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Q. Who is Mr. Smarty Plants?

A: There are those who suspect Wildflower Center volunteers are the culpable and capable culprits. Yet, others think staff members play some, albeit small, role. You can torture us with your plant questions, but we will never reveal the Green Guru's secret identity.

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Ask Mr. Smarty Plants

Ask Mr. Smarty Plants is a free service provided by the staff and volunteers at the Lady Bird Johnson Wildflower Center.

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Please forgive us, but Mr. Smarty Plants has been overwhelmed by a flood of mail and must take a break for awhile to catch up. We hope to be accepting new questions again soon. Thank you!

Need help with plant identification, visit the plant identification page.

 
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Sunday - May 04, 2014

From: Austin, TX
Region: Southwest
Topic: Butterfly Gardens, Herbs/Forbs
Title: Early nectar blooms for Monarch butterflies from Austin
Answered by: Barbara Medford

QUESTION:

Could you tell me any early spring blooming nectar plants that monarchs will nectar from. I'm specifically looking for bloom times in March and early April. I have plenty of May blooms but not so many early spring blooms.

ANSWER:

Apparently nectar plants are not the only critical plants in the Monarch Butterfly migration patterns through Central Texas. From the Austin newspaper, the Statesman, here is an article on planting milkweed: With buttterfly sightings down, Texans plant milkweed. We also question whether the Monarchs have gotten to Central Texas by March, but didn't find any definitive information on that. See this article from Visit Wimberley The Amazing Monarch by Dorey Schmidt. See also these articles from The Texas Butterfly Ranch, and Monarch Butterfly Journey North News.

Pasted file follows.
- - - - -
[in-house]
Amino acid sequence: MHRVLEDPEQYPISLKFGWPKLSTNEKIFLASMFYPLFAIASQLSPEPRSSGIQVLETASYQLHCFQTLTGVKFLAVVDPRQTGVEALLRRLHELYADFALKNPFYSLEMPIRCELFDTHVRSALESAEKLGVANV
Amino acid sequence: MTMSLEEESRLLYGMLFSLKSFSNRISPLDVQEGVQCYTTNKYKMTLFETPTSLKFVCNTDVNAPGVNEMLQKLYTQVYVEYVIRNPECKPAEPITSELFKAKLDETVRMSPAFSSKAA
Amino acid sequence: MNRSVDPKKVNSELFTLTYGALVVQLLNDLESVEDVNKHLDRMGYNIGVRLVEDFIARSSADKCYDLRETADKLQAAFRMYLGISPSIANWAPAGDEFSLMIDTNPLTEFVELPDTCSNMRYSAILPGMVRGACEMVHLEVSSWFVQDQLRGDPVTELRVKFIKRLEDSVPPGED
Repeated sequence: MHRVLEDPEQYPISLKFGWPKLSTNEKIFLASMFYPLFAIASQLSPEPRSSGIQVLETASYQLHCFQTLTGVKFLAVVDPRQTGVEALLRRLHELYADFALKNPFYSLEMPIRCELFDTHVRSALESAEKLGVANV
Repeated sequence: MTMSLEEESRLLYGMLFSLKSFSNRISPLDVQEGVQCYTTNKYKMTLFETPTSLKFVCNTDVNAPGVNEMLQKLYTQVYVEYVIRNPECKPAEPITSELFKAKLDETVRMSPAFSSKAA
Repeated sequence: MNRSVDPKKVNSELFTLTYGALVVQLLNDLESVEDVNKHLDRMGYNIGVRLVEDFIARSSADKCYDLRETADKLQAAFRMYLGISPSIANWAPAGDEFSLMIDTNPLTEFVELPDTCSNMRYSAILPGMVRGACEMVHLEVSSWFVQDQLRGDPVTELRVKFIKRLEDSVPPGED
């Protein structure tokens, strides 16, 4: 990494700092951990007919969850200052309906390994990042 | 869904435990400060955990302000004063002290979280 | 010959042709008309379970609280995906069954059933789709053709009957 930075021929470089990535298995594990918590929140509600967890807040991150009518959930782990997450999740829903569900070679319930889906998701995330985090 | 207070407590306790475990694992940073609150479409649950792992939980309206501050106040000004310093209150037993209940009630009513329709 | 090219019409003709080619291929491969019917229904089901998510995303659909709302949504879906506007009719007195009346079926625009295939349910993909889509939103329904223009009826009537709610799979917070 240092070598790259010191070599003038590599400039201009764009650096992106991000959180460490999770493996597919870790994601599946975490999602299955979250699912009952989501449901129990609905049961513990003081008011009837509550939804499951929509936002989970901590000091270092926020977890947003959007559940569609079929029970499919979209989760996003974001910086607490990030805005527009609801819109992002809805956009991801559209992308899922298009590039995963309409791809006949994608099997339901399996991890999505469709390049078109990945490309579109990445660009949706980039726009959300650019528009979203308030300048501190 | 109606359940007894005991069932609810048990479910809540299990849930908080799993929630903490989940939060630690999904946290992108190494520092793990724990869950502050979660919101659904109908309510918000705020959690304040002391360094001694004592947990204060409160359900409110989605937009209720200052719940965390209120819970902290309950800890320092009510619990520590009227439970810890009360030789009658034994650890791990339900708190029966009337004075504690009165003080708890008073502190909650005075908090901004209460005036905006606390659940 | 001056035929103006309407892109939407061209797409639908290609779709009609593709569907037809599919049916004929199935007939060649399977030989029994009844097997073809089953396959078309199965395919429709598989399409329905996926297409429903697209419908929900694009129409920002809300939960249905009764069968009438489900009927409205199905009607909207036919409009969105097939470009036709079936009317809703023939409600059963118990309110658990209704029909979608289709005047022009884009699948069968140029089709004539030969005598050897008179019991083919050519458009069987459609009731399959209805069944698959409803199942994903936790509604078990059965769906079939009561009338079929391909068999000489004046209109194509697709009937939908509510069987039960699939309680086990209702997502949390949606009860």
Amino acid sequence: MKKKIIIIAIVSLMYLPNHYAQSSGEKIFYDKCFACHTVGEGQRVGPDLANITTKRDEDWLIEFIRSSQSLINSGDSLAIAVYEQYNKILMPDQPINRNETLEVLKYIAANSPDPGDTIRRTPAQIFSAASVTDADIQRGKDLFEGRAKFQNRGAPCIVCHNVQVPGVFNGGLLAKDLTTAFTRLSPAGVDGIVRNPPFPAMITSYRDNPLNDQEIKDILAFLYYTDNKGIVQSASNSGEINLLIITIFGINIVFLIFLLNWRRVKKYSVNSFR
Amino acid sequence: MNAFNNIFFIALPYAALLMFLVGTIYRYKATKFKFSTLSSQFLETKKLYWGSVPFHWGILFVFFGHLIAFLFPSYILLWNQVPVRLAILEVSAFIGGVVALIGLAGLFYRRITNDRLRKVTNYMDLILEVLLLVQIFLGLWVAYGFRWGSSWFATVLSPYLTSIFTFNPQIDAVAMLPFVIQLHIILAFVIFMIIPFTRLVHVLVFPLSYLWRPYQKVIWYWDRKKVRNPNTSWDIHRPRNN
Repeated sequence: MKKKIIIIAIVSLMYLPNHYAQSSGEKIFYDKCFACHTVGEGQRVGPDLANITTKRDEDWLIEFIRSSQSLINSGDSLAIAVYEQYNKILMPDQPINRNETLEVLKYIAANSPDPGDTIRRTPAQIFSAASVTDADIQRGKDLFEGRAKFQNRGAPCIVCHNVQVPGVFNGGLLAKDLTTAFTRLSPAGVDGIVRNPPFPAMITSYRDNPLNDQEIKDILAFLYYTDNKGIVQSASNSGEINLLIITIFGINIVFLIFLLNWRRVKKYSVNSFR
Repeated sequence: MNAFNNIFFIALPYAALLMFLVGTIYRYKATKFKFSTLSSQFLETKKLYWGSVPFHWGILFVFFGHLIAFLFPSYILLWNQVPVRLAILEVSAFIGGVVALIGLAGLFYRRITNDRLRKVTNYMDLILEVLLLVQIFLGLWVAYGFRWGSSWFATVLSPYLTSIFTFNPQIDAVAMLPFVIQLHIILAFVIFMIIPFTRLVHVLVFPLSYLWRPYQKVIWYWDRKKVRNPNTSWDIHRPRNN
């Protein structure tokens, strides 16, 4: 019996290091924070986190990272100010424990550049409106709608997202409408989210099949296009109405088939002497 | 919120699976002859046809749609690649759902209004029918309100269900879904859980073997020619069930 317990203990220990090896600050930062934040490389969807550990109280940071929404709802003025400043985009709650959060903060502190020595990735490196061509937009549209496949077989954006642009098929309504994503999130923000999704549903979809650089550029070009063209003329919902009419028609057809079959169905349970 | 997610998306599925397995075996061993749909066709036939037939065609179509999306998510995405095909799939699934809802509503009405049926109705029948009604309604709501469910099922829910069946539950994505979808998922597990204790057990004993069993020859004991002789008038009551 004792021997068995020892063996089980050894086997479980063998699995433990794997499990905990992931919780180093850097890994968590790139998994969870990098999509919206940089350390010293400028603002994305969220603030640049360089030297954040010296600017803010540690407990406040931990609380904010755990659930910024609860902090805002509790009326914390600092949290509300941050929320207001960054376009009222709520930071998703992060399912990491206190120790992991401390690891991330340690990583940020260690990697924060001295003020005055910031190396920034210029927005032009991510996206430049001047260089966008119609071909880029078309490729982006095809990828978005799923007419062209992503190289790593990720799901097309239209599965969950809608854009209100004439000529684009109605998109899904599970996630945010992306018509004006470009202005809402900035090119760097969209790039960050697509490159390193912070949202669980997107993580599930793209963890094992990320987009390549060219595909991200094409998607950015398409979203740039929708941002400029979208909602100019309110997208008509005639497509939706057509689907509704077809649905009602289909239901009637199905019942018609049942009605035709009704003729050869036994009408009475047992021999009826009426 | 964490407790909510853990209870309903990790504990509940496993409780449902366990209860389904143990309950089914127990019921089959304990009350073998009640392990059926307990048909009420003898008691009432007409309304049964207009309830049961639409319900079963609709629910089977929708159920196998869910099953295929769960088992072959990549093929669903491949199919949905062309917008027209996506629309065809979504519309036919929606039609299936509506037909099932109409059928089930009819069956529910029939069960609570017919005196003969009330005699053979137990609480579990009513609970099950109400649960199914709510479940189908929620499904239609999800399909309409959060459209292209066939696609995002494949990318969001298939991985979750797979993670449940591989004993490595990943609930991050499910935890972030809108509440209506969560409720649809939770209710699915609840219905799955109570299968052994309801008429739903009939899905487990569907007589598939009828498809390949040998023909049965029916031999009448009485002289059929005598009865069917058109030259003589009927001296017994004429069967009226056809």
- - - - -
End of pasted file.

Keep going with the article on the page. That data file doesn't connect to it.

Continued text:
By searching on our Recommended Species page, we went to this list of Recommended Species for Butterflies and Moths. Using the selection list on the left-hand side of that page, we selected on Texas for STATE, "herb (herbaceous blooming plant) for HABIT and March for BLOOM TIME.  This yielded a list of 13 plants, from which we removed those not native to Central Texas, and want to point out the Asclepias asperula (Spider milkweed) is not a nectar plant but a nursery plant for the caterpillars. The other three you should follow the plant links to our webpage on each to see if they fulfill your requirements.

Aquilegia canadensis (Eastern red columbine)

Castilleja indivisa (Entireleaf indian paintbrush)

Callirhoe involucrata var. lineariloba (Poppy mallow)

 

From the Image Gallery


Eastern red columbine
Aquilegia canadensis

Antelope horns
Asclepias asperula

Texas indian paintbrush
Castilleja indivisa

Poppy mallow
Callirhoe involucrata var. lineariloba

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